ATP Synthase and Joseph Kuhn

The most recent two DpSU’s can be covered fairly quickly. The first, from the second of Feb, was called Sophisticated Protein Motor Defies Evolution.

Said ‘motor’ is ATP synthase, the enzyme that produces ATP (as you might guess). The paper is Subnanometre-resolution structure of the intact Thermus thermophilus H+-driven ATP synthase in Nature. It’s a highly technical paper that I don’t pretend to understand:

Here we present a 9.7 Å resolution map of the H+-driven ATP synthase from Thermus thermophilus obtained by electron cryomicroscopy of single particles in ice.

You get the picture. Mr Thomas describes the findings in a very mechanical way, so as to spin them in such a way as to justify the title and imply irreducible complexity:

A stream of protons from an acidic area flows through ATP synthase to power its spinning rotor, which in turn activates rocking cams to make ATP. It can also run in reverse, acting as a proton pump.

The device takes clever advantage of the tendency for acid to neutralize itself. ATP synthase harnesses the pressure of concentrated protons and converts it to mechanical energy as a spinning rotor and axle. It then immediately converts that to chemical energy in ATP. The full assembly includes the asymmetrical axle, six rocking cams, two stators, a bushing, a 12-part rotor, and two half-stroke cylinders.

His conclusion reads as follows:

The authors did not mention evolution in their description of this remarkable biological machine. And that’s very appropriate, since such a sophisticated system could never have resulted from natural processes. It could only be the work of a sophisticated Designer.

Again, I don’t quite understand all this stuff along the lines of “after a Glu 63 residue is deprotonated by the cytoplasmic half-channel”, but I can operate the ‘find’ function in webrowsers. I can confirm for you that there is no mention of evolution in this paper, but also that the only things mentioned by the names given by Thomas out of “the asymmetrical axle, six rocking cams, two stators, a bushing, a 12-part rotor, and two half-stroke cylinders” is the rotor. And when it comes down to it, the rotor isn’t all that amazing.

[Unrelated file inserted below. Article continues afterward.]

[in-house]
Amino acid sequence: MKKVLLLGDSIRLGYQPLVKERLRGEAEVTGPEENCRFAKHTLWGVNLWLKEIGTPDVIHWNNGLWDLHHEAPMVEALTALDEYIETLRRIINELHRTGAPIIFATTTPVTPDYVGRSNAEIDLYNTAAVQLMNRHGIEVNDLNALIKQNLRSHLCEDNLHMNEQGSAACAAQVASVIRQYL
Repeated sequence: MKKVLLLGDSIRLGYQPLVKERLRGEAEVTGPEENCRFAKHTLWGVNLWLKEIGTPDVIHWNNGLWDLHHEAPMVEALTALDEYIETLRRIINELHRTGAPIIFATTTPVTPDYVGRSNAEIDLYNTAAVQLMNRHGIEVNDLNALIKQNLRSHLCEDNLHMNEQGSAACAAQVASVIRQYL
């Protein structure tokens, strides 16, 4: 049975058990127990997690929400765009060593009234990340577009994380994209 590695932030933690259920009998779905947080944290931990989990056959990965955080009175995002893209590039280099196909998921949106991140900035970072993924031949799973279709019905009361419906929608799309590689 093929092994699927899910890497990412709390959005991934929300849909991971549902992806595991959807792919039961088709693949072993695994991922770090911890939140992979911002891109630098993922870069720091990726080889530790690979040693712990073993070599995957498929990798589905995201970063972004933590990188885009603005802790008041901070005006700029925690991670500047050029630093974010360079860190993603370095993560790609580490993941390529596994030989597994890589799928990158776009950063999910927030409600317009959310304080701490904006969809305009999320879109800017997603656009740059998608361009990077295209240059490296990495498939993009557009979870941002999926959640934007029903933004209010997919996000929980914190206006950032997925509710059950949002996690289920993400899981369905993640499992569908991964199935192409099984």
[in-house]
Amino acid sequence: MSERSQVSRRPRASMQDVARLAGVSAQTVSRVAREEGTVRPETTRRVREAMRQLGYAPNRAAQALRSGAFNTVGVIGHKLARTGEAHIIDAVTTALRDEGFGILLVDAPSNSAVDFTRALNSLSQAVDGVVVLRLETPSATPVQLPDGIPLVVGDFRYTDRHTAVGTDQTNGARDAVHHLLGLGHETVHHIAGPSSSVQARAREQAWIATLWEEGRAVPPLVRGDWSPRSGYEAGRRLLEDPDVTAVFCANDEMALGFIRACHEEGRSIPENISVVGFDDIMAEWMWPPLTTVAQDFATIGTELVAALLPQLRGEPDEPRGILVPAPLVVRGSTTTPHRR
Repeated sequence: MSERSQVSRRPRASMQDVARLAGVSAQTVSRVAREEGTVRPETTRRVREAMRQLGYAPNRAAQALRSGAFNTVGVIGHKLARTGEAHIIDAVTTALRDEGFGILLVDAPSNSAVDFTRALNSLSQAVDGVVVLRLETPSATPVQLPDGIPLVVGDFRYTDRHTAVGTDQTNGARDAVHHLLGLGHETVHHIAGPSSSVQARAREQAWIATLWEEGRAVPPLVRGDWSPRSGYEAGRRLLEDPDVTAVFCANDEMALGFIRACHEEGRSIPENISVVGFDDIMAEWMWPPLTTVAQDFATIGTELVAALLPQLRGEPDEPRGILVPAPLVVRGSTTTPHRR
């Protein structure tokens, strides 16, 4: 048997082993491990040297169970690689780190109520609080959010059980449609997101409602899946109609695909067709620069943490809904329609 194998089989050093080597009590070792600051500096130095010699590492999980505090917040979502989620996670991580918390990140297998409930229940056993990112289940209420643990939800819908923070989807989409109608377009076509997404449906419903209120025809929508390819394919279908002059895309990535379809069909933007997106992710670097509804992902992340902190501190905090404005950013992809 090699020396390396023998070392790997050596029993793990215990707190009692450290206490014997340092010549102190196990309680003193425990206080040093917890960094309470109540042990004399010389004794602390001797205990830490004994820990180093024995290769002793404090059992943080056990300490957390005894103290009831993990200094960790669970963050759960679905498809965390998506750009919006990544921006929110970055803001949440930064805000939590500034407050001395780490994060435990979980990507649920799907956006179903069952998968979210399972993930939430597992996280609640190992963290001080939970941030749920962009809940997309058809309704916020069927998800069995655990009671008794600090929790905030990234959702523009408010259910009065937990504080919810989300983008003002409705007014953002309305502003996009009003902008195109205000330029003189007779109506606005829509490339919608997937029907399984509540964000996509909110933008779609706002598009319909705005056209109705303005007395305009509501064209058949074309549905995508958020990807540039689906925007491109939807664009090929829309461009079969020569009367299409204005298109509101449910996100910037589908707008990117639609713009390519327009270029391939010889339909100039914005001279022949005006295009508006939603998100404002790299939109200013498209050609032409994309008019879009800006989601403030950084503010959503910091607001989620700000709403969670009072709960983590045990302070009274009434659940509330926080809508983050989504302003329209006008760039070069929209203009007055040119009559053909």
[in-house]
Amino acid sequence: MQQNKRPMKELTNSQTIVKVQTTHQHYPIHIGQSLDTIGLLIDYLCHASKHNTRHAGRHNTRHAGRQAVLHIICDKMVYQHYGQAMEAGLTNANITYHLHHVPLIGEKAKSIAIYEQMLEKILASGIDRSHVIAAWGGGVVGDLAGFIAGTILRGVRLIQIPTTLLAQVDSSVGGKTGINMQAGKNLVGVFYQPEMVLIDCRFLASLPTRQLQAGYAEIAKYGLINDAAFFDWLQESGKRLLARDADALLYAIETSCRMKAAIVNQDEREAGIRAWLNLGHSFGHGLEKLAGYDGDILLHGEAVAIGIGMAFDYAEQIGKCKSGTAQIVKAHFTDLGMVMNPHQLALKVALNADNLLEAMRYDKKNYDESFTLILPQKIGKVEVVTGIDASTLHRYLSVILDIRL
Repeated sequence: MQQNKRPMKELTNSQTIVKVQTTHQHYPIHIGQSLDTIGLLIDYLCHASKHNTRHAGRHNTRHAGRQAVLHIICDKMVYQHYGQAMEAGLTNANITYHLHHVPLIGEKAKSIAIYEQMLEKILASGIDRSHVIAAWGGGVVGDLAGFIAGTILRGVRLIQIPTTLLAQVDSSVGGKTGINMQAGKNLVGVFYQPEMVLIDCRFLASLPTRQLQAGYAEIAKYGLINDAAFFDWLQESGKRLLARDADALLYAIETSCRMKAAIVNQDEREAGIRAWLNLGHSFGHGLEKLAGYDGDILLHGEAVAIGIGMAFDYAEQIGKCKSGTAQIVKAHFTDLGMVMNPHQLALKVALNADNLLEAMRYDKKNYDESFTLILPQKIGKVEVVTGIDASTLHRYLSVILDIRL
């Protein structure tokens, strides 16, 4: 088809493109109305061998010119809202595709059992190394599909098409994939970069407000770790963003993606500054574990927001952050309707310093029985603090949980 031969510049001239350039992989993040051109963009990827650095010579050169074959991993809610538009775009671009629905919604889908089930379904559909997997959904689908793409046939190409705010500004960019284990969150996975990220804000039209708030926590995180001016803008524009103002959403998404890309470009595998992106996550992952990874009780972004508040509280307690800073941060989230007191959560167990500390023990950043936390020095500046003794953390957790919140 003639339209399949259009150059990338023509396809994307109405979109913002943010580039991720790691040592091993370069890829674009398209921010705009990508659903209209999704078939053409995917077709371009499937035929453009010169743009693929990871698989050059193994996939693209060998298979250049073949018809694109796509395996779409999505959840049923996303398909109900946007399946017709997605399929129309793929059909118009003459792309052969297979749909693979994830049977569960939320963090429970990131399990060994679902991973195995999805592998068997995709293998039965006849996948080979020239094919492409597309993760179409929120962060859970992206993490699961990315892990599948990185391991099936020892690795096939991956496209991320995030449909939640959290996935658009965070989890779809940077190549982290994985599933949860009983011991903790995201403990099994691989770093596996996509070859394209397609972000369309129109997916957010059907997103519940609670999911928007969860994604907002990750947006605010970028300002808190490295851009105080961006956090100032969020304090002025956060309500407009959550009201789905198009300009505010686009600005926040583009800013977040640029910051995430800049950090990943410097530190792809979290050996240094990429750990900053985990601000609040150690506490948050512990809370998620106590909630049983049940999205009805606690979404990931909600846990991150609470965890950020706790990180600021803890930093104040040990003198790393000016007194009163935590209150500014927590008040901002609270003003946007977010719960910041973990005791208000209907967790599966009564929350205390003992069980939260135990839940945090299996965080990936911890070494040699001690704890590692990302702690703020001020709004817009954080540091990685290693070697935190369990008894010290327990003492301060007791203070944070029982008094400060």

Now, this enzyme is certainly complex – and Brian is out only to make it sound more so – but as we learnt the other day, mere complexity is not out of the reach of evolution. No, it needs to be irreducably complex, specifically in such a way as to prevent evolution from evolving it. And that is not something you can claim without evidence.

While we’re here, there are two other things to note. First, as B.T. himself admits here:

…every living cell—from bacteria to brain cells—depends on one or another version of ATP synthase.

There are different versions of ATP synthase – it is not a case of there being only the one design that works. If the enzyme can change and still work, what’s to say that it could not have gradually evolved?

Second, here’s a different news item on the same protein: Moonlighting enzyme works double shift 24/7

The discovery, featured in the current issue of Proceedings of the National Academy of Sciences, shows that plants evolved a new function for this enzyme by changing merely one of its protein building blocks.

And you can read the rest at that link. Now, if you can evolve a new function for the protein, perhaps its evolution was driven by a different function? There are many, many ways it could have been done that Mr Thomas cannot simply rule out.